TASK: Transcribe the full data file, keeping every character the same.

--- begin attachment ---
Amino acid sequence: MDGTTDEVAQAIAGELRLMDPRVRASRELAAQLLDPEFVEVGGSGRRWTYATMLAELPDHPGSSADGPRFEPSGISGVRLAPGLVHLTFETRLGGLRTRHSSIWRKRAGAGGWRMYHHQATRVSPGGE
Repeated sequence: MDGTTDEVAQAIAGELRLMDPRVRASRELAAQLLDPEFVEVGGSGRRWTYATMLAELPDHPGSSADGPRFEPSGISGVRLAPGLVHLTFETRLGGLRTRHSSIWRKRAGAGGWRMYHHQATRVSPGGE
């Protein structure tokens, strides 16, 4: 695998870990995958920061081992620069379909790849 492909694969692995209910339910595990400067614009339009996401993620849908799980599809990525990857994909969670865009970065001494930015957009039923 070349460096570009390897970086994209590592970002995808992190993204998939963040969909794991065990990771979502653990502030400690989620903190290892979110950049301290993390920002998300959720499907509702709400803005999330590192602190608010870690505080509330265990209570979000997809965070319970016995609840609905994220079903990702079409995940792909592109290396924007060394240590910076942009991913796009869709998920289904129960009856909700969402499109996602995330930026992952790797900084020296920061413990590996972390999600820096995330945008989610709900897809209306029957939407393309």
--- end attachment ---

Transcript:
Amino acid sequence: MDGTTDEVAQAIAGELRLMDPRVRASRELAAQLLDPEFVEVGGSGRRWTYATMLAELPDHPGSSADGPRFEPSGISGVRLAPGLVHLTFETRLGGLRTRHSSIWRKRAGAGGWRMYHHQATRVSPGGE
Repeated sequence: MDGTTDEVAQAIAGELRLMDPRVRASRELAAQLLDPEFVEVGGSGRRWTYATMLAELPDHPGSSADGPRFEPSGISGVRLAPGLVHLTFETRLGGLRTRHSSIWRKRAGAGGWRMYHHQATRVSPGGE
């Protein structure tokens, strides 16, 4: 695998870990995958920061081992620069379909790849 492909694969692995209910339910595990400067614009339009996401993620849908799980599809990525990857994909969670865009970065001494930015957009039923 070349460096570009390897970086994209590592970002995808992190993204998939963040969909794991065990990771979502653990502030400690989620903190290892979110950049301290993390920002998300959720499907509702709400803005999330590192602190608010870690505080509330265990209570979000997809965070319970016995609840609905994220079903990702079409995940792909592109290396924007060394240590910076942009991913796009869709998920289904129960009856909700969402499109996602995330930026992952790797900084020296920061413990590996972390999600820096995330945008989610709900897809209306029957939407393309």